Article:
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Review of Basic Principles of Chemistry, Amino Acids and Proteins Brian Kuhlman: The material presented here is available on the.

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Presentation on theme: "Review of Basic Principles of Chemistry, Amino Acids and Proteins Brian Kuhlman: The material presented here is available on the."— Presentation transcript:

1 Review of Basic Principles of Chemistry, Amino Acids and Proteins Brian Kuhlman: The material presented here is available on the course web page.

2 Some basic principles of chemistry distances are typically measured in angstroms (Å). (1 Å = 1x meters) Å One hydrogen weighs 1 dalton (Da). The average amino acid weighs 110 daltons. A one hundred residue protein weighs ~11,000 Da, or 11 kilodaltons (kD). A one hundred residue protein is generally between 30 and 50 Å wide.

3 a covalent bond: a bond in which electrons are shared between two atoms (these are strong bonds and an enzyme is often required to make or break them at physiological conditions).

4 electronegativity: the electronegativity of an atom is its ability to attract electrons. O > N > C = S > H O  H  A polar molecule has an uneven distribution of charge. This occurs because some atoms in the molecule are more electronegative than others. O  H  The partial charges on polar molecules generally interact favorably with each other.

5 hydrogen bond: a special bond formed between a hydrogen atom in a polar bond such as O-H or N-H and electronegative atoms like O and N (~ 2 kcal / mol ). Water can form hydrogen bonds. In this example O is the hydrogen bond acceptor and N is the hydrogen bond donor. pH: pH = -log[H + ]. A pH of 7 is neutral, low pH is acidic and high pH is basic. At low pH there is a high concentration of protons (H + ) in solution and a low concentration of OH -. The reverse is true at high pH.

6 acid-base reactions. An acid donates protons and a base accepts protons. An acid is often in equilibrium with its conjugate base. The concentration of the two species (acid and conjugate base) depends on the pH and the pKa of the molecule. HA  H + + A - pH 7 OH pH 2 acid conjugate base pKa: the pH at which half the molecules are protonated and half are de-protonated. Aspartic Acid pKa = 3.9

7 B.Amino acids Proteins are polymers constructed from the 20 “standard” amino acids. All amino acids share a set of atoms that make up the backbone of the protein chain.

8 Hydrophobic or Non-Polar Amino Acids Glycine (Gly, G) Alanine (Ala, A) Valine (Val, V) Isoleucine (Ile, I) Leucine (Leu, L) Phenylalanine (Phe, F) Tyrosine (Tyr, Y) Trptophan (Trp, W) Methionine (Met, M) Proline (Pro, P) C O Backbone bonds: red Side chain bonds: black

9 Polar or Hydrophilic Amino Acids Histidine (His, H) Aspartic Acid (Asp, D) Glutamic Acid (Glu, E) Lysine (Lys, K) Arginine (Arg, R) pKa = 6.0 pKa = 3.9 pKa = 4.1 pKa = 10.8 pKa = 12.5 Serine (Ser, S) Threonine (Thr, T) Cysteine (Cys, C) Asparigine (Asn, N) Glutamine (Gln, Q)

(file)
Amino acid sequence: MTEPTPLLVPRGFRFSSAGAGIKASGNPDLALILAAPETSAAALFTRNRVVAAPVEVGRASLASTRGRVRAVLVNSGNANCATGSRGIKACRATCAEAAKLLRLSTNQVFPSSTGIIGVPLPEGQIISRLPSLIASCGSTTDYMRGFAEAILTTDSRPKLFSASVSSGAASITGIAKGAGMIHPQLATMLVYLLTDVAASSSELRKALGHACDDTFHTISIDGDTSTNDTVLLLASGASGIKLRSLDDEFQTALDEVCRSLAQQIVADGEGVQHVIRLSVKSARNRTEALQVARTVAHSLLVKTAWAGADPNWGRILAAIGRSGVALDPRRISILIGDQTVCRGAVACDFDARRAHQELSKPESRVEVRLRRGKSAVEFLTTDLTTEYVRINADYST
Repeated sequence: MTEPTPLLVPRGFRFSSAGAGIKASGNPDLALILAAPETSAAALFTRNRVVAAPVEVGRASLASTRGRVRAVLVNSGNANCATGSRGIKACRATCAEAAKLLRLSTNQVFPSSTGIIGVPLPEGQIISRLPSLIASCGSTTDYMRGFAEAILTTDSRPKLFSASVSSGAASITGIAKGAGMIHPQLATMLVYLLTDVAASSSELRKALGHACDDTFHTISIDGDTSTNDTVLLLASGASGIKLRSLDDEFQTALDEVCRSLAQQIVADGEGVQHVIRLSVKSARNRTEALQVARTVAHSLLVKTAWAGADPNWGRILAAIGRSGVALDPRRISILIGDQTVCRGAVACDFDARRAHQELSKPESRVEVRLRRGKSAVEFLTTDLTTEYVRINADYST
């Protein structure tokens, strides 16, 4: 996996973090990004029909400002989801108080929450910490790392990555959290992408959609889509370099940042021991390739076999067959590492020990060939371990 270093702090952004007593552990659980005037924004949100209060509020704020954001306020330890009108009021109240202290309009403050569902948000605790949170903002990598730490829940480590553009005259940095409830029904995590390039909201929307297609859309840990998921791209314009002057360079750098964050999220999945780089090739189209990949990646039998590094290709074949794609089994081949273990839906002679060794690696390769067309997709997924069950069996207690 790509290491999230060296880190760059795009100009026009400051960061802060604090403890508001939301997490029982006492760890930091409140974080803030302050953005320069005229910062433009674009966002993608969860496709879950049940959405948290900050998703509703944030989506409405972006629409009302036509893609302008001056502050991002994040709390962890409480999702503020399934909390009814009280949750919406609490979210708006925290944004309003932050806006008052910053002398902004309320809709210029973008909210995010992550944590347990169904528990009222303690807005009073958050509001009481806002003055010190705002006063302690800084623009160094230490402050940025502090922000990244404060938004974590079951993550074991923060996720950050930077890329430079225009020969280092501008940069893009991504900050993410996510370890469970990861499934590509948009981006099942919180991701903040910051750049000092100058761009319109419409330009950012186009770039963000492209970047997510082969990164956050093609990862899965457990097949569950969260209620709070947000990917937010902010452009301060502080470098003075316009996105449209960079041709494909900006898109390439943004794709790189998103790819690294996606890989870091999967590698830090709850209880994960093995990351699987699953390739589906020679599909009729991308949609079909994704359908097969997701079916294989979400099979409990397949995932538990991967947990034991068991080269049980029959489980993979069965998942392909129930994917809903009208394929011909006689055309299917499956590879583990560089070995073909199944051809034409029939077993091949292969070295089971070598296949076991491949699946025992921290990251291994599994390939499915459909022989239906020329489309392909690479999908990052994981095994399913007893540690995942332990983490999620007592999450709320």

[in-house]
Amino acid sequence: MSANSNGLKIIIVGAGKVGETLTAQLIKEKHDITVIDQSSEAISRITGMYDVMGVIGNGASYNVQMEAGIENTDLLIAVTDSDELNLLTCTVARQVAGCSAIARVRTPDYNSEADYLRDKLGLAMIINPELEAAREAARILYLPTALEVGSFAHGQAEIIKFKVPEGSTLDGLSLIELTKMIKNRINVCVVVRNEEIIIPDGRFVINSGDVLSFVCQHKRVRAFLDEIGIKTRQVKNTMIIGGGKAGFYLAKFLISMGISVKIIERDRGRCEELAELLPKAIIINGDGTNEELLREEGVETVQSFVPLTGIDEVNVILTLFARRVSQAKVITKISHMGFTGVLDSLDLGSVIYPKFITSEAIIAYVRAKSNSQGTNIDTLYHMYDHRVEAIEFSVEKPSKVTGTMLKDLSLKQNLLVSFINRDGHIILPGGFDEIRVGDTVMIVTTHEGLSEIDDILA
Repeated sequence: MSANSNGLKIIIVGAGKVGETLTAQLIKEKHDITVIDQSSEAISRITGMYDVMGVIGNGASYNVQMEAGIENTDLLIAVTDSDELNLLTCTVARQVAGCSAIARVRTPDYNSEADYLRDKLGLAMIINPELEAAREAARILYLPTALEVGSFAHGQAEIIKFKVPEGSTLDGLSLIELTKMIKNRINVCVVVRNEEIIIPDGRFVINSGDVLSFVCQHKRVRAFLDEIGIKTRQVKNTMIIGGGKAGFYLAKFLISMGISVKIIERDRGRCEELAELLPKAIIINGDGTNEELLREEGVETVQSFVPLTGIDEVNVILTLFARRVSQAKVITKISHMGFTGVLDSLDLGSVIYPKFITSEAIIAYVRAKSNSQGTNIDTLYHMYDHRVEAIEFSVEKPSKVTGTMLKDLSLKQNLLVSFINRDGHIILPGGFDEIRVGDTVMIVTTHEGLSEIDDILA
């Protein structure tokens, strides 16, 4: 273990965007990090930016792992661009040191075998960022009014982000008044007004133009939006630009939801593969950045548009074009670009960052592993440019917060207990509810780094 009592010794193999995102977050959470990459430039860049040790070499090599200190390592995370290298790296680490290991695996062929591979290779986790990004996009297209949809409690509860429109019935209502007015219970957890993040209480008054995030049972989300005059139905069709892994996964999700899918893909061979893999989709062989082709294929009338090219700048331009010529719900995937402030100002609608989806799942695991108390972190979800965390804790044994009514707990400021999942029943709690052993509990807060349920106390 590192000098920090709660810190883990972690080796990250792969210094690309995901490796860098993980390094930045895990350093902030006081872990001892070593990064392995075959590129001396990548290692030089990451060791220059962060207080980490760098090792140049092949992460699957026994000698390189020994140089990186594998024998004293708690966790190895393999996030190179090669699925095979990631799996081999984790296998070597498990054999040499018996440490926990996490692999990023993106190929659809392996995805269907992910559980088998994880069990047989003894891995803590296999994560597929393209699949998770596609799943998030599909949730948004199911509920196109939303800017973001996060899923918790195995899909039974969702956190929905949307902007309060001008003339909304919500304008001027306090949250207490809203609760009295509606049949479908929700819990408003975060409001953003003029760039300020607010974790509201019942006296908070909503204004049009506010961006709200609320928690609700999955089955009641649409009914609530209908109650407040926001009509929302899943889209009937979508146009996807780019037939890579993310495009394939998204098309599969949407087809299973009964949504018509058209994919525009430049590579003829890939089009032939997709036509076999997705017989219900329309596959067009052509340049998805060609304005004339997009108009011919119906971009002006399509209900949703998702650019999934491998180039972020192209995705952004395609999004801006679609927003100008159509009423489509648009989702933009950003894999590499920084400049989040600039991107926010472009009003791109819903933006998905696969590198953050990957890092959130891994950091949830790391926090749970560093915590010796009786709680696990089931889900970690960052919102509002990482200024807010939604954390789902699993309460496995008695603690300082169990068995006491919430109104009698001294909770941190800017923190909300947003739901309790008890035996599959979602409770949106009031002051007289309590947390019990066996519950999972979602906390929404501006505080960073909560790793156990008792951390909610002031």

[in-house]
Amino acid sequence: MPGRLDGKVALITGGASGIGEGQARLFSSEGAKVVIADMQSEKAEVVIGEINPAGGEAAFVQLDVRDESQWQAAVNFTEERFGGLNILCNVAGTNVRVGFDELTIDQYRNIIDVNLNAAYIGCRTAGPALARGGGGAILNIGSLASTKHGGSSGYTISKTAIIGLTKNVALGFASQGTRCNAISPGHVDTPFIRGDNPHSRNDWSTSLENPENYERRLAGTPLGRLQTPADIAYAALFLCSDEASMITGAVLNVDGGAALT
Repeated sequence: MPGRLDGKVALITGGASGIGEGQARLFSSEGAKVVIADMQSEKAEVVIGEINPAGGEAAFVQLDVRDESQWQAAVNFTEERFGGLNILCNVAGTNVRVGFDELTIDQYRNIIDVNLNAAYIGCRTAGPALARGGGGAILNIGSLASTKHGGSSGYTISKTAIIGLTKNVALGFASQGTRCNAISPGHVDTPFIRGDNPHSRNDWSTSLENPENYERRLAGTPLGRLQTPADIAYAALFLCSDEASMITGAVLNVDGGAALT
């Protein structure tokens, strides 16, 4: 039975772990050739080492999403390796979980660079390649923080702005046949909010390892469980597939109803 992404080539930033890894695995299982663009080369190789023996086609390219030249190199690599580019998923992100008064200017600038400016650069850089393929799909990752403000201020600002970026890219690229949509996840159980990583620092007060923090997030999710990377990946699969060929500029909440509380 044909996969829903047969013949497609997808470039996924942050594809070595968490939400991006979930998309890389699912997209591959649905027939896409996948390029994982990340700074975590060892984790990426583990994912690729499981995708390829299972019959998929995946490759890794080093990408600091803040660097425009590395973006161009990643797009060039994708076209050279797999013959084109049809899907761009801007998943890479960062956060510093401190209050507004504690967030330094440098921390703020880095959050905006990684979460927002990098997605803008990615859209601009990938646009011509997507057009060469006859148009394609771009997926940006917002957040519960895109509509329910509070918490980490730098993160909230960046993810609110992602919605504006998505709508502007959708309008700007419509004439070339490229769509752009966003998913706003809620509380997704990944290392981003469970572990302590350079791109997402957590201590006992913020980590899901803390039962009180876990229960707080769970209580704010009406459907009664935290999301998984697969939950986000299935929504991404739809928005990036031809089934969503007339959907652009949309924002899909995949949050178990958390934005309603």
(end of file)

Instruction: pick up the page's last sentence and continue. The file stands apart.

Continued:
10 Amino Acids with Special Properties Gly: more flexible than the other amino acids Pro: more rigid than the other amino acids Cys: two cysteines can form a bond between their sulfur atoms (a disulfide bond) Asp, Glu: negative charge at pH 7 Lys, Arg: positive charge at pH 7 His: pKa near 6.0 (positive charge below pH 6, neutral above pH6)

11 The pKa of a group can be perturbed by the rest of the protein + Will have a pKa lower than its natural pKa of Will have a pKa higher than its natural pKa of 3.9.

12 C. Proteins are molecules that consist of one or more polypeptide chains. Proteins with very few amino acids are typically referred to as peptides. peptide bond N-terminusC-terminus

13 What do proteins look like? beginning of the protein, N- terminus end of the protein, C-terminus  -strand, all 4 strands together make a  -sheet  -helix Amino acid sequence of protein G: MTYKLILNGKTLKGETTTEAVDAATAEKVFKQYANDNGVDGEWTYDDK TFTVTE Example: small bacterial protein called protein G

14 What do proteins look like? beginning of the protein, N- terminus end of the protein, C-terminus  -strand, all 4 strands together make a  -sheet  -helix Amino acid sequence of protein G: MTYKLILNGKTLKGETTTEAVDAATAEKVFKQYANDNGVDGEWTYDDK TFTVTE Example: small bacterial protein called protein G

15 Classifying protein structure 1. Their primary structure is the amino acid sequence of the polypeptide chain. 2. Secondary structure is the local spatial arrangement of a polypeptide’s backbone atoms. Common secondary structures are  -helices and  -strands. 3. Tertiary structure refers to the three-dimensional structure of the entire polypeptide chain. 4. Some proteins are composed of two or more polypeptide chains. The spatial arrangement of these chains is a protein’s quaternary structure.

16 Protein Secondary Structure: The  -helix Purple: Hydrogen Bonds Red: Oxygen Dark Blue: Nitrogen Light Blue: Hydrogen Green: Carbon

17 Protein Secondary Structure: The  -helix Purple: Hydrogen Bonds Red: Oxygen Dark Blue: Nitrogen Light Blue: Hydrogen Green: Carbon i i+1 i+2 i+3 i+4 A standard  -helix has hydrogen bonds between residues i and i + 4.

18 Protein Secondary Structure: The  -strand Purple: Hydrogen Bonds Red: Oxygen Dark Blue: Nitrogen Light Blue: Hydrogen Green: Carbon  -sheet  -strands come together to form  -sheets (the interaction can be either parallel or anti-parallel).


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